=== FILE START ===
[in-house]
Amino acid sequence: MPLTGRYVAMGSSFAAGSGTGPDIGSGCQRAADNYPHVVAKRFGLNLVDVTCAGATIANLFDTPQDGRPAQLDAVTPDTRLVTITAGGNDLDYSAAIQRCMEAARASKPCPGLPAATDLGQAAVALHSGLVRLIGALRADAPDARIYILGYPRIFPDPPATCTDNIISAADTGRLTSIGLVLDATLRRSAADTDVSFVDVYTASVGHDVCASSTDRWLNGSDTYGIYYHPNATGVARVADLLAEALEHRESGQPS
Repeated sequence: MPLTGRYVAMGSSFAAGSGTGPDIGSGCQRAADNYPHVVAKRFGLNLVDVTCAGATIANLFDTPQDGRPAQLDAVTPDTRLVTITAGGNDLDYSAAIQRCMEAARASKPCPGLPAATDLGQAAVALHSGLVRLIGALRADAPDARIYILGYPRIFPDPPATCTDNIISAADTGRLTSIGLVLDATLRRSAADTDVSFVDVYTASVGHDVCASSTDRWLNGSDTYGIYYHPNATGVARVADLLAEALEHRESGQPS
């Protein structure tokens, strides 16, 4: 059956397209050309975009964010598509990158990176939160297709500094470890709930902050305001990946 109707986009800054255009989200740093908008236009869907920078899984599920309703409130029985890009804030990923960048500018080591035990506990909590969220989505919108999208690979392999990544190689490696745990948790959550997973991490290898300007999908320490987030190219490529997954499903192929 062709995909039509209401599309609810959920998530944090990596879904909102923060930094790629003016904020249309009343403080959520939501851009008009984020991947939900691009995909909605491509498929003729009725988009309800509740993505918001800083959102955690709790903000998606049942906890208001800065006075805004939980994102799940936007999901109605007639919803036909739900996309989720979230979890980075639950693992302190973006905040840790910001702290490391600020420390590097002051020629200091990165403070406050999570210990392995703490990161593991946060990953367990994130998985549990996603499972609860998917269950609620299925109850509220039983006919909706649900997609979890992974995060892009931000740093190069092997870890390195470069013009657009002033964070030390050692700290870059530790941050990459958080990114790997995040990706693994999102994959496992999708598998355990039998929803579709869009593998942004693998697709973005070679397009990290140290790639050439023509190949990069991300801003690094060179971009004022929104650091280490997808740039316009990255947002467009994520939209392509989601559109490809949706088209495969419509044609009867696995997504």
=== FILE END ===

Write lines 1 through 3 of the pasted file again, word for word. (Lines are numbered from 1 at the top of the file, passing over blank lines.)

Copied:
[in-house]
Amino acid sequence: MPLTGRYVAMGSSFAAGSGTGPDIGSGCQRAADNYPHVVAKRFGLNLVDVTCAGATIANLFDTPQDGRPAQLDAVTPDTRLVTITAGGNDLDYSAAIQRCMEAARASKPCPGLPAATDLGQAAVALHSGLVRLIGALRADAPDARIYILGYPRIFPDPPATCTDNIISAADTGRLTSIGLVLDATLRRSAADTDVSFVDVYTASVGHDVCASSTDRWLNGSDTYGIYYHPNATGVARVADLLAEALEHRESGQPS
Repeated sequence: MPLTGRYVAMGSSFAAGSGTGPDIGSGCQRAADNYPHVVAKRFGLNLVDVTCAGATIANLFDTPQDGRPAQLDAVTPDTRLVTITAGGNDLDYSAAIQRCMEAARASKPCPGLPAATDLGQAAVALHSGLVRLIGALRADAPDARIYILGYPRIFPDPPATCTDNIISAADTGRLTSIGLVLDATLRRSAADTDVSFVDVYTASVGHDVCASSTDRWLNGSDTYGIYYHPNATGVARVADLLAEALEHRESGQPS